But if she's seen as the second coming of Christie Whitman, that's perhaps only for lack of closer scrutiny. For one thing, Molinari's perceived moderation bears little resemblance to her voting record, which matches Gingrich's 91 percent of the time. Says one observer, "She's no Rockefeller Republican." Says another, who worked for her dad years ago, "Their personas are completely at odds with their voting records." Guy Molinari, the so-called conservative, has actually voted more often than his daughter for the sort of New York - friendly projects the G.O.P. base hates. And she stumps the country for extremely conservative candidates in place of the increasingly loathed Gingrich. Women's groups, desperate to look bipartisan by finding some passable female Republican, are starting to see that Susan Molinari isn't such a good friend after all. Besides her vote against partial-term abortions, she now says that when she took her leadership post in the House, she promised antiabortion forces she wouldn't use her power to advance the pro-choice cause.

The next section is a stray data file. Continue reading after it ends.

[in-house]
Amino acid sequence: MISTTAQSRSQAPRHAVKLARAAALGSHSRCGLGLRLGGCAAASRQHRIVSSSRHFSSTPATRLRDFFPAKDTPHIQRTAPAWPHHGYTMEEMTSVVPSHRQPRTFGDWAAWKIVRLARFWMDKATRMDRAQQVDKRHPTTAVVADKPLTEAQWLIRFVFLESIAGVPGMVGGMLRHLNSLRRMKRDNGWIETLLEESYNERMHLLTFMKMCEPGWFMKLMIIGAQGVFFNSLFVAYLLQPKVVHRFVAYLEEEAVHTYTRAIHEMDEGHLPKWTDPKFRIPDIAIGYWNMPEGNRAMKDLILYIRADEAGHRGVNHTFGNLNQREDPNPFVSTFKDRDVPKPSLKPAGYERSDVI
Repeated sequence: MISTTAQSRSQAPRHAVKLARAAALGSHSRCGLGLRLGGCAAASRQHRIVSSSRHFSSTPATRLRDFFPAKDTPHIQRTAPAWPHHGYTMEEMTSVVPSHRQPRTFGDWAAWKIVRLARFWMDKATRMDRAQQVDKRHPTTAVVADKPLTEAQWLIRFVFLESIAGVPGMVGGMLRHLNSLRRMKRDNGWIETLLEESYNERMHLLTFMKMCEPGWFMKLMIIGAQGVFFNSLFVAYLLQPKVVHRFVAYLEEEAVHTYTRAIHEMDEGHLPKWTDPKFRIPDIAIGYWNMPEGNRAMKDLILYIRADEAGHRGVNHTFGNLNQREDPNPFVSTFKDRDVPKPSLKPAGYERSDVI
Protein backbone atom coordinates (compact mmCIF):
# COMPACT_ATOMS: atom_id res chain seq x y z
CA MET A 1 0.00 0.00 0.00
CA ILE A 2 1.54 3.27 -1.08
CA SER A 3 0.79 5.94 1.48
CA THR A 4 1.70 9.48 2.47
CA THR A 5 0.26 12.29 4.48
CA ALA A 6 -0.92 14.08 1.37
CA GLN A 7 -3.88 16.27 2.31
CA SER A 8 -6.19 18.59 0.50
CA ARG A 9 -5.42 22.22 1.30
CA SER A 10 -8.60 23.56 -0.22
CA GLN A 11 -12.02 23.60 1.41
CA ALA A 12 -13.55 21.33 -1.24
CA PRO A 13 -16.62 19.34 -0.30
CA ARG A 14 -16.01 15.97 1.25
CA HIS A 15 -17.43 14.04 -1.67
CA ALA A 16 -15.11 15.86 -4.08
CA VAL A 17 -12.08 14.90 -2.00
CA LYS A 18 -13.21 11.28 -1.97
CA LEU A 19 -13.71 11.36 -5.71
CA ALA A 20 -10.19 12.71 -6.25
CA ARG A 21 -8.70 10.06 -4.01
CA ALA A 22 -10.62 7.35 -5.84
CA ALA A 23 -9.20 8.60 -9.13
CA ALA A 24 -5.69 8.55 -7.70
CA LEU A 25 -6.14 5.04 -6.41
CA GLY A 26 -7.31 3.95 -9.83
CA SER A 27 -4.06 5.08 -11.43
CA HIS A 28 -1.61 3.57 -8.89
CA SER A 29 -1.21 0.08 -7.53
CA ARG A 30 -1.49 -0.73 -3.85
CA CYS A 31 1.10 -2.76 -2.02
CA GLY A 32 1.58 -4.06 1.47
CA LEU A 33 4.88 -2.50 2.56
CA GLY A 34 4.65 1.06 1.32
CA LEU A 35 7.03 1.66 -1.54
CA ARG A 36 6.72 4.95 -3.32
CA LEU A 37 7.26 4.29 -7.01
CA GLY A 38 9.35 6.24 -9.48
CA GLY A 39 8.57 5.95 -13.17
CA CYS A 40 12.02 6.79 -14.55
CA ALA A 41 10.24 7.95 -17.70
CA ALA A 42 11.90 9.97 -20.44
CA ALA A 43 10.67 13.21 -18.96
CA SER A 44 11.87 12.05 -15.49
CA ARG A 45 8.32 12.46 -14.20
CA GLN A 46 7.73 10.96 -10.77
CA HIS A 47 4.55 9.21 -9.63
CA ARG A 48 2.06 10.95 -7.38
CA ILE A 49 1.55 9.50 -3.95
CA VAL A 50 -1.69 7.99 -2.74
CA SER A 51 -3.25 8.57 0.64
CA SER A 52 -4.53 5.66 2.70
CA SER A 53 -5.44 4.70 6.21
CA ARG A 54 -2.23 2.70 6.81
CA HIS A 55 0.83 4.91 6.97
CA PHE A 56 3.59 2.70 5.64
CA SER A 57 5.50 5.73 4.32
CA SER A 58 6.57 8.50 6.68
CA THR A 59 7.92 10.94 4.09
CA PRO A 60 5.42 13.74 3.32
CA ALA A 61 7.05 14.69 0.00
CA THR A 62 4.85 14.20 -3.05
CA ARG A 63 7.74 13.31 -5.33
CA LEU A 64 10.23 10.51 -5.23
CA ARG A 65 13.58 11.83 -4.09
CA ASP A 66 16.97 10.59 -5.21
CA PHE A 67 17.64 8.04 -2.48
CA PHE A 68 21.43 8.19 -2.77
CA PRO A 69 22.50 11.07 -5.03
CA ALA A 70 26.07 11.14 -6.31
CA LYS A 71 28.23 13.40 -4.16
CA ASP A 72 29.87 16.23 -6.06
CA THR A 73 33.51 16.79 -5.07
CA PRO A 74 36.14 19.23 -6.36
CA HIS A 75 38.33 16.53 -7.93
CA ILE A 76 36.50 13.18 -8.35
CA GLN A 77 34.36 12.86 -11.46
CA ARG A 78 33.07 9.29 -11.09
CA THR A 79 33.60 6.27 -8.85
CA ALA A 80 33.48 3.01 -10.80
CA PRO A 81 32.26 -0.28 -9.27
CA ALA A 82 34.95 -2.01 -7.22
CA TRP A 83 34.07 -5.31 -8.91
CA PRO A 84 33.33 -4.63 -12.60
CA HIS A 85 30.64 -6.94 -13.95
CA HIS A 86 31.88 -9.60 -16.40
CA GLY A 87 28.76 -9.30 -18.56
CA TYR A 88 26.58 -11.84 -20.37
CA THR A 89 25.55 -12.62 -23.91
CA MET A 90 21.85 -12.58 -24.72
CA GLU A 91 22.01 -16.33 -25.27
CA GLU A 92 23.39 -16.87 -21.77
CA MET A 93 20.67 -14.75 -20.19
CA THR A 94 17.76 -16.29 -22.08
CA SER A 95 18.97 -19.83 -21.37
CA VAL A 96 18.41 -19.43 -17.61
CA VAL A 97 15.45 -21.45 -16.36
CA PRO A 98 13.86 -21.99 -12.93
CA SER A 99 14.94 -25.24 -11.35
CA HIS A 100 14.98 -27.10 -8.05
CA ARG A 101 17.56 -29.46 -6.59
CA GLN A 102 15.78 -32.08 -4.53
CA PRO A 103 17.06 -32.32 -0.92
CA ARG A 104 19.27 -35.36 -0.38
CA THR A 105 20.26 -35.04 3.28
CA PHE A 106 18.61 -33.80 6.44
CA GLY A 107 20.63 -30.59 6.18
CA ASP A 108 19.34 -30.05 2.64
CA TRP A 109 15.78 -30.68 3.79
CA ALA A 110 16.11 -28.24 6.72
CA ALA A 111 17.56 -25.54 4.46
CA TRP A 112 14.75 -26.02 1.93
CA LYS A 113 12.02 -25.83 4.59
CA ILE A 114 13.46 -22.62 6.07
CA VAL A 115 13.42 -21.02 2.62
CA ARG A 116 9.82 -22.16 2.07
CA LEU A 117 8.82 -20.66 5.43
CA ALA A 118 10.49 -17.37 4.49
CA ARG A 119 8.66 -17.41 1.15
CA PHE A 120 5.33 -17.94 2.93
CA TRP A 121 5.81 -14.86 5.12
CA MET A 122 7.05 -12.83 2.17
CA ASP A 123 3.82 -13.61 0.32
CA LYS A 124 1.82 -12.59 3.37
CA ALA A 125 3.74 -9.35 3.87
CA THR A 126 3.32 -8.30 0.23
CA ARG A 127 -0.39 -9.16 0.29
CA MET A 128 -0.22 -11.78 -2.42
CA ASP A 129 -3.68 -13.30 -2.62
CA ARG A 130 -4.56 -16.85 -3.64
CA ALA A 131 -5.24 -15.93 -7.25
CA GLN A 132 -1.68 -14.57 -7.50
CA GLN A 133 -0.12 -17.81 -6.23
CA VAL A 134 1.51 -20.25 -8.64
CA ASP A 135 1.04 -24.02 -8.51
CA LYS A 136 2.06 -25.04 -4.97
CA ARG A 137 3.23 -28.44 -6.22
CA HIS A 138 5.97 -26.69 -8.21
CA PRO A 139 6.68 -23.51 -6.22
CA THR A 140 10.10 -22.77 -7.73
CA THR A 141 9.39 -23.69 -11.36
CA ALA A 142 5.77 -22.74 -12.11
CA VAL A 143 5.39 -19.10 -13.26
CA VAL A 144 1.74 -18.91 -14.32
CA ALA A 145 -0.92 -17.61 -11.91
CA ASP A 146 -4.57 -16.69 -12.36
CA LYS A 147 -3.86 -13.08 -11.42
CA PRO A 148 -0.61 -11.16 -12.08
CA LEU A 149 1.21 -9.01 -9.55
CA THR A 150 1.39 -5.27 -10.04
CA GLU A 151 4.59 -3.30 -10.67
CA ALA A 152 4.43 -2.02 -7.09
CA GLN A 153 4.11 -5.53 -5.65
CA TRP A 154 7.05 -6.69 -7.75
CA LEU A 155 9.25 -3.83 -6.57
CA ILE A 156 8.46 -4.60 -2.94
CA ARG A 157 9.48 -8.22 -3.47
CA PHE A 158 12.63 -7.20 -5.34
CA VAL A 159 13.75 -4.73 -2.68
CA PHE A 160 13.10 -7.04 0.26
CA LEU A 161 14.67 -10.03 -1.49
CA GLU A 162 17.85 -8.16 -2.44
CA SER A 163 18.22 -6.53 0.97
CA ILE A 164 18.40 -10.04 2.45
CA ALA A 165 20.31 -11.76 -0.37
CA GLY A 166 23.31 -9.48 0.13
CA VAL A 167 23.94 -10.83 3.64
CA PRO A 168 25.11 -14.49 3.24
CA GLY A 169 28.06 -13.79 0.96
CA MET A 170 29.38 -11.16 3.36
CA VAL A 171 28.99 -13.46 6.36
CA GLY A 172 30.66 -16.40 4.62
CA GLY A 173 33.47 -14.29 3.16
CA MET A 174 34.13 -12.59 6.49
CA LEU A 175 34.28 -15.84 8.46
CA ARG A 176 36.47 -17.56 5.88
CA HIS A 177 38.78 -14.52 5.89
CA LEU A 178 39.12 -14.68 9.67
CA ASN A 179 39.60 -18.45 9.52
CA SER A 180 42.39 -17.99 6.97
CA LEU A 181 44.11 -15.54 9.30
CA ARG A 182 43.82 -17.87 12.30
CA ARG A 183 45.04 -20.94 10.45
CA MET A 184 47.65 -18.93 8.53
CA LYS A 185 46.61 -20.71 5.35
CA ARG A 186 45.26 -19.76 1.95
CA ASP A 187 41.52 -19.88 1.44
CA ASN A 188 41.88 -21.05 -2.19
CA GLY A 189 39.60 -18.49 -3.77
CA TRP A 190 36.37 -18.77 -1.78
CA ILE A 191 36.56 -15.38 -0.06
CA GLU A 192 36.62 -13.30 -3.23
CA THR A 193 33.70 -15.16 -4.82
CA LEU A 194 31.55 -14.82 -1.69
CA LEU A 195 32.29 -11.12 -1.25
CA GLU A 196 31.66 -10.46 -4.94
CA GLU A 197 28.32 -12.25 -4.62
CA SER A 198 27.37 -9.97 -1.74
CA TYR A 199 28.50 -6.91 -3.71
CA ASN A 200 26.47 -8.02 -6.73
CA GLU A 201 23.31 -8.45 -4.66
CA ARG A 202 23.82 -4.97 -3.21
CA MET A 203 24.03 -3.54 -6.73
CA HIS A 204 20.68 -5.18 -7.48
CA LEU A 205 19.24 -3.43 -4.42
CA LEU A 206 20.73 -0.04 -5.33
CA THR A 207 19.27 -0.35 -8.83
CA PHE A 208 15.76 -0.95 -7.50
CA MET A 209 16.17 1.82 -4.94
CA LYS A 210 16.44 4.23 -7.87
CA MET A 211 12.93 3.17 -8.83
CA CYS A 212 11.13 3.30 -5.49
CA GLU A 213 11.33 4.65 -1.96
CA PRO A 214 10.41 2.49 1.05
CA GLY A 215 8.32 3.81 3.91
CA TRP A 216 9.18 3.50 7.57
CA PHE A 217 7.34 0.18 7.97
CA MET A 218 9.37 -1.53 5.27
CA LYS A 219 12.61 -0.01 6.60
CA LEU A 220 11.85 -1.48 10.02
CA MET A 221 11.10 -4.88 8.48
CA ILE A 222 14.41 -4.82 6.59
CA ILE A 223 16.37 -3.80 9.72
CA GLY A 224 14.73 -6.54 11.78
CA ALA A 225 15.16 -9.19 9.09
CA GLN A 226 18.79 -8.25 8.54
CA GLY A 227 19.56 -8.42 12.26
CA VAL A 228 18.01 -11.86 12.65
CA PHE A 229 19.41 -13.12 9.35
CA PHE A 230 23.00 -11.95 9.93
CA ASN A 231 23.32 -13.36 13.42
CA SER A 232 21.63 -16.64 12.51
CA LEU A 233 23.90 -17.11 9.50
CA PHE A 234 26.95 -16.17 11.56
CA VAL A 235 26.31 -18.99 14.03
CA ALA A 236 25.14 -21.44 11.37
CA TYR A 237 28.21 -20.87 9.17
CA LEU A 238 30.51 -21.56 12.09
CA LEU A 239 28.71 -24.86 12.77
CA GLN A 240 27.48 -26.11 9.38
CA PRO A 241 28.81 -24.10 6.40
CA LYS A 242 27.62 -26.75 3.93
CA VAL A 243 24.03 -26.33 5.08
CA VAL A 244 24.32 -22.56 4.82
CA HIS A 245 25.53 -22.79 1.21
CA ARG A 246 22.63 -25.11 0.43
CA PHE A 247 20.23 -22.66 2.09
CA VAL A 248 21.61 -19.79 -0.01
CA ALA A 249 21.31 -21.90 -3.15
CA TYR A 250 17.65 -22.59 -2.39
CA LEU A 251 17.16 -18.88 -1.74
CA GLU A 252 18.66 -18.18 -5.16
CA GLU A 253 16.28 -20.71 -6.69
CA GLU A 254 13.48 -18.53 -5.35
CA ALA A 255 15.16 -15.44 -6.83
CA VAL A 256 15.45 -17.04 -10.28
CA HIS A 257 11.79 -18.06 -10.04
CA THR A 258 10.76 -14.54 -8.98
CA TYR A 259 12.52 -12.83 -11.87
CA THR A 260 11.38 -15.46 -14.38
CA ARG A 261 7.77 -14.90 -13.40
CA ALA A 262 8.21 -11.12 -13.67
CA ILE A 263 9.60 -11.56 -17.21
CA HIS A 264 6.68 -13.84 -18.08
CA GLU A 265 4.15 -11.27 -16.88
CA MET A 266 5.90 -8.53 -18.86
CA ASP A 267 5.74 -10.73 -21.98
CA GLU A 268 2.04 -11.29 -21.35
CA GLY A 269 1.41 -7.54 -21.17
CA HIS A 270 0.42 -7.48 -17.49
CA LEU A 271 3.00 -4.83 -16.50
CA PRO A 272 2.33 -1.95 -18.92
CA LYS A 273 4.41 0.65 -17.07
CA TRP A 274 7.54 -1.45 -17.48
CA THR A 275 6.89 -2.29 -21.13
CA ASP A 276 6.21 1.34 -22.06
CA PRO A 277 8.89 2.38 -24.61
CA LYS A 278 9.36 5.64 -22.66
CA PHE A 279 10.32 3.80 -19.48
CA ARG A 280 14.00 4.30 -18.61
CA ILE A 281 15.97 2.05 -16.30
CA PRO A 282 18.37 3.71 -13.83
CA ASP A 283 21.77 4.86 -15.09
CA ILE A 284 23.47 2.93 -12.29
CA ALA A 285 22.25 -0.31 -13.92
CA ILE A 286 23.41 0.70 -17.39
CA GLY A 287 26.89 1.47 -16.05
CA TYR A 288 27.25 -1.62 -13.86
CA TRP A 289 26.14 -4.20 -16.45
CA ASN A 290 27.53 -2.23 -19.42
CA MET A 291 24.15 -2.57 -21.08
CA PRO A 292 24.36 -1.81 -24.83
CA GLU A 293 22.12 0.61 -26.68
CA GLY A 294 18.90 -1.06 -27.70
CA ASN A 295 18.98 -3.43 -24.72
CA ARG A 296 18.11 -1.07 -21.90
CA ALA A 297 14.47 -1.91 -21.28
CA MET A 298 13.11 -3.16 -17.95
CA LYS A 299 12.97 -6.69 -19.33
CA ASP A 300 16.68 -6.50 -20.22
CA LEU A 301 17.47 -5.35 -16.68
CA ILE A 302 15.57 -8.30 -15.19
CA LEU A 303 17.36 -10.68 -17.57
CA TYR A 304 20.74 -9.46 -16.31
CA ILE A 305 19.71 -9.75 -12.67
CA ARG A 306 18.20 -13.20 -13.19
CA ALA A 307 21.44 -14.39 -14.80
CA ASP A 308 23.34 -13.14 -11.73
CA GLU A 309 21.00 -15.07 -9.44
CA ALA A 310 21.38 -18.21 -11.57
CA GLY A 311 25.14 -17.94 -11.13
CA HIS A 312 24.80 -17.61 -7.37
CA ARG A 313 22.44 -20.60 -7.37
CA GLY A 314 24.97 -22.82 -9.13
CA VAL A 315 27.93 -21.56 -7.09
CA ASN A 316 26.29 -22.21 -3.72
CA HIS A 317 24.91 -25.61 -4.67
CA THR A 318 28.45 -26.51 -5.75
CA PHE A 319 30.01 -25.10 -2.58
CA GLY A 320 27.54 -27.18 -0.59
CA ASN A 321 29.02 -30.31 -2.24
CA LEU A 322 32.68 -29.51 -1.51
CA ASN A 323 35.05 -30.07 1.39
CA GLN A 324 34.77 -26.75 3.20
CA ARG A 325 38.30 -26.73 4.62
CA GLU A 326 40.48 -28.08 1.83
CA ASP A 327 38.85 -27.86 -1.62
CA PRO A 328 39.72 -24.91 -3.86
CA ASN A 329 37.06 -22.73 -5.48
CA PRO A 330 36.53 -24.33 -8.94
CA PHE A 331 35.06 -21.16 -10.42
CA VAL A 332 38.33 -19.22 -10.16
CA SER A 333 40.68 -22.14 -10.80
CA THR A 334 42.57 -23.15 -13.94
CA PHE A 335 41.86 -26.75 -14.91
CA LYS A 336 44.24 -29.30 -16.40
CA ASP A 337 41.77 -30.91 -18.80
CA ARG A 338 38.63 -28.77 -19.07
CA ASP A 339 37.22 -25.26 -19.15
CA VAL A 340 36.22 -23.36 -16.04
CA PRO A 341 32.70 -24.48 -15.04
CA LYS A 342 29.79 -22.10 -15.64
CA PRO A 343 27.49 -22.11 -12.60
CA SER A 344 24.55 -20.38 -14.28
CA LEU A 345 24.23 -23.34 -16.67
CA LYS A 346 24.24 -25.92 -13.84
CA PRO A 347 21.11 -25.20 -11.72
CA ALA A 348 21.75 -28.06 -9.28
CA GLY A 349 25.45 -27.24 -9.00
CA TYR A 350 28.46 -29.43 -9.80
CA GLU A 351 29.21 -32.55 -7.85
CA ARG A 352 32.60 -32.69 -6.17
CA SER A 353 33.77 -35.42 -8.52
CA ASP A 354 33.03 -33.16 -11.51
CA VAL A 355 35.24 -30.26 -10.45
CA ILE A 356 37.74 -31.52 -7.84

Meanwhile, the G.O.P., in fielding her and Paxon as a poster couple for imaginary perfect Americans, demonstrates both desperation and a particularly transparent hypocrisy. With Newt Gingrich and Susan Molinari firing away at White House drug use, revelations by college friends of Susan's own use of marijuana sparked her recent admission of smoking pot "five or six times." She wed her first husband, John Lucchesi -- a high school graduate and quiet tough-guy wannabe five years her junior, who appeared to have little in common with her besides working in an adjacent office -- not long before her father vacated his Congressional seat, paving the way for her to run for it as a married woman in a traditional, blue-collar district. Just days after being elected to her first full Congressional term, she left Lucchesi. She eventually married her fellow Republican Representative from New York, a first marriage for Paxon, who during one Congressional campaign had distributed a brochure showing himself with a woman and a baby in what looked like a family portrait -- but wasn't.